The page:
Think back with me about the most memorable Christmas toy you ever received. It could be from anyone – mom, dad, grandparents, store mall Santa, a “secret Santa” from work or church group, or the gift from “Santa” who really is your dad or grandparents. By the way, I found my dad was “Santa” when I was about twelve because I recognized his penmanship when he signed the gift.
Fast forward to adulthood. What was the most memorable toy you bought for yourself? That’s right. Be honest. You are now an adult with a real job. You probably had an eye on something for a while and now that you can afford it, you do.
For me, it was a LEGO Star Wars U-Wing. Rogue One had just come out and the line of LEGO merchandises was hard on its heels. The wings could sweep and lock back, it could fire missiles, and the tiny doors could slide forward with a door gunner much like a UH-1 Huey or SH-60 Black Hawk.
In 4 hours, I built the entire kit with approximately 800 pieces by myself. I was so happy when I finished.
And then the euphoria wears off. I started to worry about the complete toy; what if I drop it? Will I be able to repair it quickly? Where will I store it? What happens if I lose one of those figures? And what should I do about the tiny spare parts I have left over? Seriously, the only time I might take it out is when I’m watching Rogue One again and want to use it to reenact critical scenes.
Let’s just be honest. We often confuse happiness with joy. I was happy those four hours building the U-Wing. Was I filled with joy afterwards? Yes – a little bit, but it was more like inconsequential worries on the proper care and storage of this toy.
Let me flip this: What was the best gift you gave someone? It doesn’t have to be a tangible present such as the gift of time. After all, people go visit nursing and elderly group homes to sing Christmas carols this time of the year. People make more of an effort to visit the hospitalized and sing the said carols to them. Sure, it might be off key and a capella…, or just an acoustic guitar. Yet we do it and think it is a perfect way to spend the days leading up to Christmas.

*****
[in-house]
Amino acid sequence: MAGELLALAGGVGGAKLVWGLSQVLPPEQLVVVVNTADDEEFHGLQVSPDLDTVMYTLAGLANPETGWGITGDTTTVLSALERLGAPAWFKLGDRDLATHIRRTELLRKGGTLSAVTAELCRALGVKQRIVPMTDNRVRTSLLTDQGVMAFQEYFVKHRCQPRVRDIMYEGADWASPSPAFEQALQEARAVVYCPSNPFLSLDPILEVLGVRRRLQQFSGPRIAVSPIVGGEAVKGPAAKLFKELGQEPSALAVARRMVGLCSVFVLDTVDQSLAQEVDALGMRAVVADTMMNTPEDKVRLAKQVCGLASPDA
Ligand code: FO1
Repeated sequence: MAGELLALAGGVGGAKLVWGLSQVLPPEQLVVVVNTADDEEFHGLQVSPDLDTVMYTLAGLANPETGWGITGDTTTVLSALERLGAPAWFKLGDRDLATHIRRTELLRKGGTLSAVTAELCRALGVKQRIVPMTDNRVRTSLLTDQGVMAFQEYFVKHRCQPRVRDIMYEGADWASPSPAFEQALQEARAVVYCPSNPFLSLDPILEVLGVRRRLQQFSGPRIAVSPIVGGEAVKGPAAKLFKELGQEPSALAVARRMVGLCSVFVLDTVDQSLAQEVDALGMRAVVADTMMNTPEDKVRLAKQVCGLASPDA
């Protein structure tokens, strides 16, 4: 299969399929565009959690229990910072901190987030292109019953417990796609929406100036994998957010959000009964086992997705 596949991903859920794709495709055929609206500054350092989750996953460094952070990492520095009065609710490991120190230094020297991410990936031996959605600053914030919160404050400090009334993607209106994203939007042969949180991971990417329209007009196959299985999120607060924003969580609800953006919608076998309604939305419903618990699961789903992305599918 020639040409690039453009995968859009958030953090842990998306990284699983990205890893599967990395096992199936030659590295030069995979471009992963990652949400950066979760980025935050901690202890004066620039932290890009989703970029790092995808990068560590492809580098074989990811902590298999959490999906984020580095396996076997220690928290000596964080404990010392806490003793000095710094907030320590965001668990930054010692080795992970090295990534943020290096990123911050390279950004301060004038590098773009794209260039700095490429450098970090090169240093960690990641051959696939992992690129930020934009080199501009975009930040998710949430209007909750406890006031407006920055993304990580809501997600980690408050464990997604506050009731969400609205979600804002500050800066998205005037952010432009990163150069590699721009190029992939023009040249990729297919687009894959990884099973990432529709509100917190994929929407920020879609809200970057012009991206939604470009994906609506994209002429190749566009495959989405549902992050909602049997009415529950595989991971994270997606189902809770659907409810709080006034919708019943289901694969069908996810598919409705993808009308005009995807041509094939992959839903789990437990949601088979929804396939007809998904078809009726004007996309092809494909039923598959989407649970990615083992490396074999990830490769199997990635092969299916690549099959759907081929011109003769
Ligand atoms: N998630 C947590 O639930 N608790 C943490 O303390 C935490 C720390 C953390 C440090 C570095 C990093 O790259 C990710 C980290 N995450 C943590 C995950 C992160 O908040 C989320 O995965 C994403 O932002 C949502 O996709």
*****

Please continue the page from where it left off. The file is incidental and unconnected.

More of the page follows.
One of my favorite musical groups – The Piano Guys decided to surprise a senior center with a classic Christmas song – Linus and Lucy from A Charlie Brown Christmas. There is so much happiness once the audience recognizes the melody. Suddenly, everyone perks up. A couple even started dancing! The gift of music – and joy. You cannot watch this clip without feeling more upbeat.
And what about a Christmas? Where is your joy in the middle of stressful travels? My commute takes me past two strip malls and even though I don’t have to go inside, going past it is just as stressful.
Like true peace, I have to look up. Look upwards to Jesus. Last time, I posted about the three types of false peace – which really are control, isolationism, and calmly reloading your gun while smiling for the cameras. All of them are failures in inter-personal relationships which are often the cause of strife. The only true peace comes from peace with God.
Joy is wrapped up in the person of the Lord Jesus. In fact, one of my friends used J-O-Y as how to live:
J – Jesus
O – Others
Y – You
As Christians, we are put God first and foremost and for me, somehow everything falls into place better than I could ever hope for. Next, when I put others before me, I discover the joys of service and giving. Jesus said it is more blessed to give than to receive. Time after time, I found it to be true. And when I put myself last, I find I am too tired to care about the small stuff that I thought was a mountain.
Now, if you are not a Christian but still believe in good works and kindness, all you have is “O-Y”. That’s what Scotsmen yell to get people’s attention. It’s not even a word!
I do remember hearing author Sally Lloyd-Jones say this about Jesus: Jesus is a very joyful person because when he was moving around the Palestinian countryside, all the children liked to hang out with Jesus. They came up to him; the disciples thought it did not help Jesus’s reputation as a serious rabbi but Jesus told them off. He told them to let them come. We are not sure what Jesus said to them. Maybe he kicked around a ball with them? Played their version of handball? Told them stories? Performed a small miracle? I don’t know, but it must have been a joy to behold.
A lot of people missed his first coming. They just weren’t paying attention.
Now, we’re eagerly waiting for Jesus’s return for another joyous occasion: a wedding. Are we paying attention this time?
Joy to the world! The Lord is come! Let earth receive her king!
Let every heart prepare him room.